In addition, we’re drowning in corporate self-polishing-apple ads, like those from Nike and MacDonalds touting how much they care about the market that buys their products, even as they exploit that market for all they can get take it for.
Is it not more than obvious at this point, that corporate America and the purchased “free-market” liberals they keep in office are using this racially charged moment — a moment that should be racially charged — to distract from the other crisis facing America, the one where “minimum wage workers cannot afford rent in any U.S. state,” to cite just one of the hundred brutal tortures they inflict on us daily?
Make no mistake: The very very wealthy want even more of our money, want us to have even less control of our government than we have today, and they’re more than happy — eager, in fact — to see us fully distracted with worry over which left-sympathizing writer isn’t sufficiently sympathetic to violence, based on a tweet.
“But Isn’t It Racist to Say Calling Out Racism Is Racist?”
Along with the good and sincere, there are many bad actors here. Along with the principled freedom-of-speech advocates (many, but not all, of those who signed this letter, for example), there are also a great many racists and right-wing opportunists calling out “cancel culture” — and a few “unhinged Zionists” as well — who’ve done what they now decry. The Right has jumped all over the cancel-culture controversy to try to paint the Left as focused to a fault on the rights of minorities to the exclusion of needs of the majority.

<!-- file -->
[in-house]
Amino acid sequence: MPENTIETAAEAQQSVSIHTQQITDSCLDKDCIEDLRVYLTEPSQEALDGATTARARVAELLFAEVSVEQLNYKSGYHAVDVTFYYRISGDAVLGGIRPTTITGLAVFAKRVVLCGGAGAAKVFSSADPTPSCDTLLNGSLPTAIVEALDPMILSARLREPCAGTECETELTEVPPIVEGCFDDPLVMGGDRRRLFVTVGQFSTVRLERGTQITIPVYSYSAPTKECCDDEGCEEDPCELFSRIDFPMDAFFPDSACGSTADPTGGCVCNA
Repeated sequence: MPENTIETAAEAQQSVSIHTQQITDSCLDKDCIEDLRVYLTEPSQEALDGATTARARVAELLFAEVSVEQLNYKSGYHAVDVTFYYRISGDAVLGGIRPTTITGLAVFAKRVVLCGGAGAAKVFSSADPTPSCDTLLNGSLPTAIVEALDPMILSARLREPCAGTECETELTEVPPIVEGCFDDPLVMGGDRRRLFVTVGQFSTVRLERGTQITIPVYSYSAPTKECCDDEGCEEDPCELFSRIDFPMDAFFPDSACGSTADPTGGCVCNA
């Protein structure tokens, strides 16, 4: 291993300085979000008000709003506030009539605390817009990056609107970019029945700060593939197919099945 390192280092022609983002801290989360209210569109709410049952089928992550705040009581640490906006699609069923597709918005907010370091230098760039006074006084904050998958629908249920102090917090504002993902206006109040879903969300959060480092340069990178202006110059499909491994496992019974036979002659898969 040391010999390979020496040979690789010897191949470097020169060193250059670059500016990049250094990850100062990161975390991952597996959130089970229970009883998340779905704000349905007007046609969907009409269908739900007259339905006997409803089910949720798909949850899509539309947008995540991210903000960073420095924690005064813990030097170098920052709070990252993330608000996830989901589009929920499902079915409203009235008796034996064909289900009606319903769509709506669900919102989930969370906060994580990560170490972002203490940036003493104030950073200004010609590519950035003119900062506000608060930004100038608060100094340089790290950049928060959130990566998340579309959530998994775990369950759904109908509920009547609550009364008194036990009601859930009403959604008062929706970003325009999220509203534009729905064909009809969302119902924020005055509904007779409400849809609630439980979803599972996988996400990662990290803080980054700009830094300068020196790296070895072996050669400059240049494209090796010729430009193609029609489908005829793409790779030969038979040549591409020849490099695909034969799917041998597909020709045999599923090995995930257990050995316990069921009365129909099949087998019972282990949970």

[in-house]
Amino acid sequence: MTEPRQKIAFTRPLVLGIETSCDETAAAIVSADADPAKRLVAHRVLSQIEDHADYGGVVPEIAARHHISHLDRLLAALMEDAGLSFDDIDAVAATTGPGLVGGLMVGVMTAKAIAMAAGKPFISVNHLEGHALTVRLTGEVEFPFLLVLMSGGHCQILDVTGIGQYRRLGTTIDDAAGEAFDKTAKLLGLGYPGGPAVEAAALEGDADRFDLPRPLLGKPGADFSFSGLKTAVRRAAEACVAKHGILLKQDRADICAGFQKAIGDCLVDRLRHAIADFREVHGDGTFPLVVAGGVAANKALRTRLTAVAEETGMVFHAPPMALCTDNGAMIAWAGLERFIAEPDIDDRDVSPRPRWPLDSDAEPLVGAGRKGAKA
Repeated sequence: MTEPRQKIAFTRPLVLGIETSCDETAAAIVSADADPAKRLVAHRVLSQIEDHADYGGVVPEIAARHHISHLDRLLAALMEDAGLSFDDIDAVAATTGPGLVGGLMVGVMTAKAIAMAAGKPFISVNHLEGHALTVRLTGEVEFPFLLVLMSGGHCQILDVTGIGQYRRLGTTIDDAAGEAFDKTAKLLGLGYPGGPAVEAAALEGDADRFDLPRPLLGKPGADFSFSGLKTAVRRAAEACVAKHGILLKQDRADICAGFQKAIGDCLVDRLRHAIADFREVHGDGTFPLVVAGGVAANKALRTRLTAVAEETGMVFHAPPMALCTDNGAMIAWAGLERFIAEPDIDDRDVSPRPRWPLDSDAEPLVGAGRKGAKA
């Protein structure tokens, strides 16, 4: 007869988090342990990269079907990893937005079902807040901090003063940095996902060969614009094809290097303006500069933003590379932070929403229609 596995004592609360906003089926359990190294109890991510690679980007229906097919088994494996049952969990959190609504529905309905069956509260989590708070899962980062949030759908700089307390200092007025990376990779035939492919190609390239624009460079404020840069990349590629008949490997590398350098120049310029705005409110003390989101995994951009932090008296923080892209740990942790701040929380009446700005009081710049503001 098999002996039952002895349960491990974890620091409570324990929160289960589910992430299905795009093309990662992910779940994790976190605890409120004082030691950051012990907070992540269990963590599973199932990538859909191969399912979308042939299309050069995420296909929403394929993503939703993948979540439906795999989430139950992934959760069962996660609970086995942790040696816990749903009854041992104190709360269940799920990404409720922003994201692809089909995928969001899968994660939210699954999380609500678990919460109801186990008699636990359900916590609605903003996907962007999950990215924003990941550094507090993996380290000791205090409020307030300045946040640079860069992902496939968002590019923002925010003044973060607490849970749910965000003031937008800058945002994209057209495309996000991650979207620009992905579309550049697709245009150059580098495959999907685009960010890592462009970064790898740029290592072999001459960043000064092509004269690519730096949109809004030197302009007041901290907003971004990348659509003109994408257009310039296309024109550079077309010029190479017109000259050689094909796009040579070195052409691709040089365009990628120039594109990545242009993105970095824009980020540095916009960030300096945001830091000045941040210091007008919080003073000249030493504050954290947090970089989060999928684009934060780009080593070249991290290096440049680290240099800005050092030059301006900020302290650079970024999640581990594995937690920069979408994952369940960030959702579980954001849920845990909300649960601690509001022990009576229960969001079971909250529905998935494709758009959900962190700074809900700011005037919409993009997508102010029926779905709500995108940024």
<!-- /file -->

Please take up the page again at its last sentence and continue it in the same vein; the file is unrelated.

First, if the Right says something is true, does that make it false, or worse, not worth examining? The “liberal left” (as opposed to the actual left) does tend to ignore class as an issue. The cancel-culture controversy is complicated; let’s not pretend it’s not, or worse, cancel those who don’t affirm its simplicity.
Moreover, at what time in modern America has the New York Times, who recently canceled its own editor for the crime of printing Tom Cotton, represented the actual Left, as opposed to that part of the Left that shovels free-market Democrats into office as fast as it can, then works like the devil to keep them there? The Times is owned by a corporation with close to two billion dollars in yearly revenue — advocates for the poor they’re not, unless the poor will content themselves only the smallest of marginal structural changes.
In the meantime, while we’re squabbling over the latest cancellation outrage — many are indeed that, outrageous, while many are not — America is being rebuilt as we speak into an even greater monopolythan before, with even more wealth going to the even more powerful.
As one wag put it, Jeff Bezos is having a very good crisis.
Companies large enough to survive this event are flush with cash and gobbling failed competitors hand over fist. It’s been rightly said that when Covid has done its work, we won’t recognize the country it left behind.
Watching a Knife Fight While the Town Burns Down
The “cancel culture” war is a distraction, important though it is we have that discussion. While we watch the knife fight in the corner, cheering one side or the other on, the main event, the torched and burning town we all inhabit, consumes itself behind us.